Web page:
Singing his way into a world record

by Len Lear
Posted 10/13/22

Ralph Tudisco, a Mt. Airy native and Chestnut Hill College graduate, is determined that his love of opera will get him into the Guinness Book of World Records.

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Singing his way into a world record


Ralph Tudisco, a Mt. Airy native and Chestnut Hill College graduate, is determined that his love of opera will get him into the Guinness Book of World Records.

And on Saturday, Oct. 15, starting at 4 p.m., he will be performing his 401st operatic role in the opera “I Mori di Valenza,” by Amilcare Ponchielli (1834-1886), at the Redeemer United Methodist Church in the Burholme section of Northeast Philadelphia.

As soon as he’s finished, he intends to apply to the Guinness Book of World Records for having sung more roles than any other operatic tenor. 

“To me opera is like food. It’s on my mind 24 hours a day,” he said. “I watch opera DVDs when I’m having breakfast. I’m still as excited about it as I ever was, maybe more so.”

Operatic roles are physically, mentally, and psychologically challenging, so most famous opera singers learn no more than about 50 throughout their career. 

According to Opera News magazine, the famed Spanish operatic tenor Placido Domingo has now sung more different roles than any other famous singer, performing 151 during his 63-year career. 

Tudisco, however – who started singing as a toddler in his family's Ardleigh Street home, which was once the house of Connie Mack, owner and manager of the Philadelphia A’s baseball team before it moved to Oakland – said he is 18 years younger than Domingo but has sung more than twice as many roles. 

Many of those performances have been with the Amici Opera Company, which Tudisco founded 23 years ago. Doris Coleman of Chestnut Hill, played piano for Amici's operas for 12 of those years, but she is now retired.

It all started when the family moved out of the Connie Mack house and into a new home on Rugby Street, and his mother gave him a 45 RPM record player.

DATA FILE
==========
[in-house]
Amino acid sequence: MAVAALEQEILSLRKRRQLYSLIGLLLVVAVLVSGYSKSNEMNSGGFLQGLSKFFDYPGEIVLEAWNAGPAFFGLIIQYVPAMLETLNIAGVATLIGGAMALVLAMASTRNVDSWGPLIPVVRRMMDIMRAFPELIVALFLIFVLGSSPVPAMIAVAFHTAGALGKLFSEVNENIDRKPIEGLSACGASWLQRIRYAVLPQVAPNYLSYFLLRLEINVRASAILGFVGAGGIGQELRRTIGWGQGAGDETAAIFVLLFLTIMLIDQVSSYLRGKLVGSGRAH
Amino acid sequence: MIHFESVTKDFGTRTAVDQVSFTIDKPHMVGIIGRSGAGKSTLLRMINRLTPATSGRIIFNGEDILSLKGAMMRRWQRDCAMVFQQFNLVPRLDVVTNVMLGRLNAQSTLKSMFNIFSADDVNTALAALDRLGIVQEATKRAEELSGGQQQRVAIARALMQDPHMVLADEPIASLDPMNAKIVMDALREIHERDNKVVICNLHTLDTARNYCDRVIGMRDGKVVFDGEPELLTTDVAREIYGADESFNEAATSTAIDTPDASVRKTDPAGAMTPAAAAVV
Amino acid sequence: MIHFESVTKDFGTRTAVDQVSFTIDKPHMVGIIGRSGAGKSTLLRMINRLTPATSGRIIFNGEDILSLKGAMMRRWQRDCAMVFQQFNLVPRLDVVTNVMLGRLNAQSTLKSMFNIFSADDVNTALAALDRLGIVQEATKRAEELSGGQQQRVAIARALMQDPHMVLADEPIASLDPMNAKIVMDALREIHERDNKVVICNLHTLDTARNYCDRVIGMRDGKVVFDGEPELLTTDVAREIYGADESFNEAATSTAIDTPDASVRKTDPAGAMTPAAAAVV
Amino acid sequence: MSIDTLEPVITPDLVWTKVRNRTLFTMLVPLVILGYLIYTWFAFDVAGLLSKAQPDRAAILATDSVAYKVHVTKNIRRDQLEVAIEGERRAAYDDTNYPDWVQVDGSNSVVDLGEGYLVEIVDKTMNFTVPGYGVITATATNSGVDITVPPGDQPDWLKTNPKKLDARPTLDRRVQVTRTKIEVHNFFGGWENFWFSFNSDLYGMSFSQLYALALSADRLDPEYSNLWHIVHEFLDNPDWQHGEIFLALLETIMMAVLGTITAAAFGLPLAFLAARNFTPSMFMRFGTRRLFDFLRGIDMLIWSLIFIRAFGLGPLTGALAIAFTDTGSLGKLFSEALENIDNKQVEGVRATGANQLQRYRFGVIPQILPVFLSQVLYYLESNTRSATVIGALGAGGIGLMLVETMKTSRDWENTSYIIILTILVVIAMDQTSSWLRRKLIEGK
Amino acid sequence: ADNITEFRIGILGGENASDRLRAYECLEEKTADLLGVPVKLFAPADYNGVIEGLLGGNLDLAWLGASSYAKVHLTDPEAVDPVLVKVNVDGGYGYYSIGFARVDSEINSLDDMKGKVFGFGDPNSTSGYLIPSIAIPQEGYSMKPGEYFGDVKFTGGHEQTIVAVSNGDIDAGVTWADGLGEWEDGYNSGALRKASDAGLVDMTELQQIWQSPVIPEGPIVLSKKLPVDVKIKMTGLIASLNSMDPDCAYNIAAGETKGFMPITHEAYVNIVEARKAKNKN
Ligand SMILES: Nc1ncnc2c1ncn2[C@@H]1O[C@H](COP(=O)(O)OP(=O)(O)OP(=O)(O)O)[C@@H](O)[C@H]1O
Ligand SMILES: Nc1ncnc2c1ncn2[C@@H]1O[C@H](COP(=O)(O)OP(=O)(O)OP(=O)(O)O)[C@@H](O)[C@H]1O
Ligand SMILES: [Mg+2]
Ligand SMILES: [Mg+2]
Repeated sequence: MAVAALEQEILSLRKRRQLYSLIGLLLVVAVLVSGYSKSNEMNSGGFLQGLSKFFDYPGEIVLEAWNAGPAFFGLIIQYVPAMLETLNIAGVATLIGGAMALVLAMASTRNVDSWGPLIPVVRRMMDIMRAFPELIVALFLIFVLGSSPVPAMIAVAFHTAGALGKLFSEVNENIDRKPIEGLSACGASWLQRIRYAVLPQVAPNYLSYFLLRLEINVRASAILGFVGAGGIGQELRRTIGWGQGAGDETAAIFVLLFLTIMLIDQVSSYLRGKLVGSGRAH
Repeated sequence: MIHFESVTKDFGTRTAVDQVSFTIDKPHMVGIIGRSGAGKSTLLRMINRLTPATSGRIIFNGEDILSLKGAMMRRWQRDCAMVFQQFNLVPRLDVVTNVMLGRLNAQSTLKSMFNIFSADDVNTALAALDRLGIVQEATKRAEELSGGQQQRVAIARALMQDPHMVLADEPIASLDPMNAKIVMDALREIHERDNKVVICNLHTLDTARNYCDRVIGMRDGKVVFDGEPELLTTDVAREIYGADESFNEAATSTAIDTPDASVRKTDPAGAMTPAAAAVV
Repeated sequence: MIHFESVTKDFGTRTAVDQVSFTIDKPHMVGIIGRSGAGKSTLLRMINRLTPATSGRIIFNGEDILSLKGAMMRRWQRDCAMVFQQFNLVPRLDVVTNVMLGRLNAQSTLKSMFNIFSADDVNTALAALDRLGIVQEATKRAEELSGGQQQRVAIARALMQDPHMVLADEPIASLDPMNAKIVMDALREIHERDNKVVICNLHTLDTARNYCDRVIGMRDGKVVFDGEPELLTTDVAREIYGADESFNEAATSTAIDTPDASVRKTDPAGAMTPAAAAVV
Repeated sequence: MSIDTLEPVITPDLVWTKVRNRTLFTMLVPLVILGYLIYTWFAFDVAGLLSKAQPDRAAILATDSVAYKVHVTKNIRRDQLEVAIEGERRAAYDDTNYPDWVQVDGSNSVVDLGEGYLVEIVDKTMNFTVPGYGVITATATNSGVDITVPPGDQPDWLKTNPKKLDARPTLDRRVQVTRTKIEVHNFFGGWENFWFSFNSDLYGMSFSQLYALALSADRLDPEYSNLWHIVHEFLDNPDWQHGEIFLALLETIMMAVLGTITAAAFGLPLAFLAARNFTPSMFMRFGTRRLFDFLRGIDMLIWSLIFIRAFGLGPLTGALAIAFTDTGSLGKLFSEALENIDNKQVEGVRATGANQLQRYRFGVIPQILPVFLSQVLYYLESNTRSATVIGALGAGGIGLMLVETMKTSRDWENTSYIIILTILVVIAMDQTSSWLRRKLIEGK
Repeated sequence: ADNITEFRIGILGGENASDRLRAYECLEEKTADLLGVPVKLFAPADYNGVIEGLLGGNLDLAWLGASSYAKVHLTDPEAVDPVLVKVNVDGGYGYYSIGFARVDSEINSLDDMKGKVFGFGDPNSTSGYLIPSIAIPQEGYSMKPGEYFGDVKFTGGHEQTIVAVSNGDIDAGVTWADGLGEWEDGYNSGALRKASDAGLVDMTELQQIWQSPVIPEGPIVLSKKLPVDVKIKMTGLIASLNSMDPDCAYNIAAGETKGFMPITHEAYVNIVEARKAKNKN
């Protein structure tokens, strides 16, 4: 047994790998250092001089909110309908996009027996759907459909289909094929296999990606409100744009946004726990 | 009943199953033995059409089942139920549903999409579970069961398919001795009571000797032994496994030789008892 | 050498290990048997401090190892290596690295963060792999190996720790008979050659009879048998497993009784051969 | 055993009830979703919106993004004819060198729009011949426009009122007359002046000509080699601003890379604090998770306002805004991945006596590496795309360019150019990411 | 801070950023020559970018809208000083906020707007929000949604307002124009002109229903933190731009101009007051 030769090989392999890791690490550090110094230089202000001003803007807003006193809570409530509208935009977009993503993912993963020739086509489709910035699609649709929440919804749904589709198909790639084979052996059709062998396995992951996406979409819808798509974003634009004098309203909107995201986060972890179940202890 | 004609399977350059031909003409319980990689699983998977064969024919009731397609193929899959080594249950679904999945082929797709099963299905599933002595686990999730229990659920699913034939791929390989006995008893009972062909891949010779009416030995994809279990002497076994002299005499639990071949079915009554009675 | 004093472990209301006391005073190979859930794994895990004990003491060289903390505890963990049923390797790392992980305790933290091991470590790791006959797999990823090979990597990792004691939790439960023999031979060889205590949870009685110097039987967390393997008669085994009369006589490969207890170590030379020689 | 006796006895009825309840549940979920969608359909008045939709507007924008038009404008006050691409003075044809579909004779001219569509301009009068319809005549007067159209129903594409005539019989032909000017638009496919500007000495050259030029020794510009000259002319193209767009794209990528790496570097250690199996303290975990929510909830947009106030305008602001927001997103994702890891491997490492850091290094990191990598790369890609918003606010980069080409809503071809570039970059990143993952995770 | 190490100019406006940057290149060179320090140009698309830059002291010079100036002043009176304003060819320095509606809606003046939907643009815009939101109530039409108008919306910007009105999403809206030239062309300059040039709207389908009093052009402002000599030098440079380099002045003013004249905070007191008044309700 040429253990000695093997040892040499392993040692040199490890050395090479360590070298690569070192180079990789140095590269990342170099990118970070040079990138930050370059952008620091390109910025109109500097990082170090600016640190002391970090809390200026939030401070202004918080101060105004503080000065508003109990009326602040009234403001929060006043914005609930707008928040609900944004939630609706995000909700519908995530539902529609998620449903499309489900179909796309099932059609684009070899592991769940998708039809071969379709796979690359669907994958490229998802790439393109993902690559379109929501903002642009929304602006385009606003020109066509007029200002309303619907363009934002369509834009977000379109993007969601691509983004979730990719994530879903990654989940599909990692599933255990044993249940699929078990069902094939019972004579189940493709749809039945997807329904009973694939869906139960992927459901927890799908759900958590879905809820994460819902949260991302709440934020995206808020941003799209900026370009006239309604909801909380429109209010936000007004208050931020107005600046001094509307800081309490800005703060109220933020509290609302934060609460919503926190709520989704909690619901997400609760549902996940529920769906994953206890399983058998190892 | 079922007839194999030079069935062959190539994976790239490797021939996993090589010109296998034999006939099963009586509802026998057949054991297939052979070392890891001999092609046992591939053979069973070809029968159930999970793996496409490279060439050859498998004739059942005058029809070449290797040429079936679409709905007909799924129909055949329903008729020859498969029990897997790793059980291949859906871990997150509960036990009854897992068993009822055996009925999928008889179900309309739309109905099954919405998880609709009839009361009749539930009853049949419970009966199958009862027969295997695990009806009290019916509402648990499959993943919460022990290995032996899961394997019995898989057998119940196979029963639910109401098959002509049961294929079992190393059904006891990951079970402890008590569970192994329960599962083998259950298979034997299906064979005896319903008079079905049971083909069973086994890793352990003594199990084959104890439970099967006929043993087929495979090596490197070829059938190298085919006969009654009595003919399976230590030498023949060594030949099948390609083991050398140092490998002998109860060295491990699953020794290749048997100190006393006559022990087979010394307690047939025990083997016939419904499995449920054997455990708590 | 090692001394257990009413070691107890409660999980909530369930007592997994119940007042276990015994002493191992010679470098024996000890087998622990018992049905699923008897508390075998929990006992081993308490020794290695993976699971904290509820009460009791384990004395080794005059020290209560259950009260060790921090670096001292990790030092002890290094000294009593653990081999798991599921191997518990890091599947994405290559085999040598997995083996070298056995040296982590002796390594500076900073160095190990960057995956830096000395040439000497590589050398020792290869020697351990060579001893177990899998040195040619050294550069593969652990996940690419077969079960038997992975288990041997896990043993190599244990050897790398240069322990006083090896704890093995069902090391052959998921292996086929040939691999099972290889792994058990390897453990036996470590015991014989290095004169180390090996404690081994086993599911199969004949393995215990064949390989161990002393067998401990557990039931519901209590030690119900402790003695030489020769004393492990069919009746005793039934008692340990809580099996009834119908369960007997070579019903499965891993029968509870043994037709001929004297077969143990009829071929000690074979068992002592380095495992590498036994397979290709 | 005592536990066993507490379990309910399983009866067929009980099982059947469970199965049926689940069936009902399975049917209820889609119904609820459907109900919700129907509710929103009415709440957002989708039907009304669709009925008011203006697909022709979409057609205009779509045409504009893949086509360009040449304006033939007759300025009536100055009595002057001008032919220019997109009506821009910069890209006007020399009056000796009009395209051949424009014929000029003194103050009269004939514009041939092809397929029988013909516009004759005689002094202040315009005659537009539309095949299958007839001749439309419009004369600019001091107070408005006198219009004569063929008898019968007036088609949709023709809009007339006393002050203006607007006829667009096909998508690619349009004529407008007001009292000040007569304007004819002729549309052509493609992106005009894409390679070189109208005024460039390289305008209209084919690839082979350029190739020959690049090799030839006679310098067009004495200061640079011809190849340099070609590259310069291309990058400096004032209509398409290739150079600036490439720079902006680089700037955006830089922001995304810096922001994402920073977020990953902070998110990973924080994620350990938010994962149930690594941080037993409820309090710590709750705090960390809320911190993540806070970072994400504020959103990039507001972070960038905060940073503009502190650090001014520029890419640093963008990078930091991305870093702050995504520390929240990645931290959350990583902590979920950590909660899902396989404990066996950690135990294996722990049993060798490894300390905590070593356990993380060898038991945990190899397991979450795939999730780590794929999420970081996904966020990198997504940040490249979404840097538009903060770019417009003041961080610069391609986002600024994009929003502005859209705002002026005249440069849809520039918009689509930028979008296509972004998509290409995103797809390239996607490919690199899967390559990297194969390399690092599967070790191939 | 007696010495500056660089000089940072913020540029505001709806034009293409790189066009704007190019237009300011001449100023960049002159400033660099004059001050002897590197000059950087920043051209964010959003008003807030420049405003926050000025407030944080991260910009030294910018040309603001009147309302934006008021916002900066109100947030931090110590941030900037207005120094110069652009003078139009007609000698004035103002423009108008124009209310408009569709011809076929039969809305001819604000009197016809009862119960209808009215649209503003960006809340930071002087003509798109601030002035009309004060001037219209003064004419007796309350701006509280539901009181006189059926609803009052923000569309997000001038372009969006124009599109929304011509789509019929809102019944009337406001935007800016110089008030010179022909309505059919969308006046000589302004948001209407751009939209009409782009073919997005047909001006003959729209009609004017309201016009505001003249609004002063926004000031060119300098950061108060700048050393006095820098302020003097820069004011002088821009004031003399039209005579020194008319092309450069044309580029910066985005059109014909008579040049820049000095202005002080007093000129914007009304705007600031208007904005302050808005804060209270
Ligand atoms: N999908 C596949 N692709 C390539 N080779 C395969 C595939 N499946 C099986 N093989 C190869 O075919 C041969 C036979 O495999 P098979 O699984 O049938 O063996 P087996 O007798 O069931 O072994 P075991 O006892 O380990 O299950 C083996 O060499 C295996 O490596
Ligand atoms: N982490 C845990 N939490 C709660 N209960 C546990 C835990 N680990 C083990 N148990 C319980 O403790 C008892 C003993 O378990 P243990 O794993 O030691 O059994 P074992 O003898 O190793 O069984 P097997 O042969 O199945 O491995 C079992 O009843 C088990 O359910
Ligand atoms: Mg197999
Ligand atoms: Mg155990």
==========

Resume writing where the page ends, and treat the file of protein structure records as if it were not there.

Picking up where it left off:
“I’d listen to tenor arias and sing opera at the top of my lungs on a rocking horse or on the front steps,” he said. “People would stop their cars and listen.”

Tudisco’s father, also named Ralph, once ran a 3,500-seat opera house in Brooklyn, and eventually began asking him to sing for strangers – which often resulted in tips. 

It was the start of what would become a lifetime obsession. 

“At Show & Tell in school, other kids would bring in dolls or toy cars – I’d bring in opera records and sing,” he said. “I’d go home after school every day and listen to a few operas. My dad would say, ‘Ralphie, go to bed.’ But I always had operatic music running through my head.”

Tudisco now owns 6,500 opera CDs, 25,000 records, as well as thousands of cassettes, pieces of sheet music and signed photos.

For many years, he took expensive voice lessons with retired opera singers in New York, driving up and back every week at least once. And whenever he takes a vacation, he always goes to Italy, where he finds retired opera stars to sit and talk with. 

He performs several operas a month at churches, restaurants and other venues, mostly in the Philadelphia area. 

Obviously, his motive is not money, because it’s all he can do just to pay expenses. “Money is green. That’s all I know about it,” he said.

He particularly loves rare operas. “I Mori di Valenza,” for instance, was first performed in 1917 in Italy. And according to Tudisco, this is the first time it will have been performed in the U.S. 

“I have always had the desire to do rare operas, and there are still so many more I want to do,” he said. “The music is so beautiful, and Ponchielli is so unappreciated in this country.”

The only other thing in life which claims Ralph’s attention and time is cooking Italian food. “I cook every day. Any pasta or soup, gravy, clams, etc. I come up with my own recipes,” he said.

In addition to living on the edge financially, which is a perennial struggle for him, Tudisco said his biggest problem in life is finding talented singers who will show up and actually perform, since opera singers at this level rarely get paid. 

And of course, the pandemic made matters even worse, with both singers and Amici's usual venues backing out. 

“The Redeemer Church allowed us to keep performing, though,” Tudisco said, “We did the spraying and the masking and the spacing, and we have never had a singer test positive.”

Redeemer United Methodist Church is at 1128 Cottman Ave. For more information about upcoming operas, call 215-224-0257. Len Lear can be reached at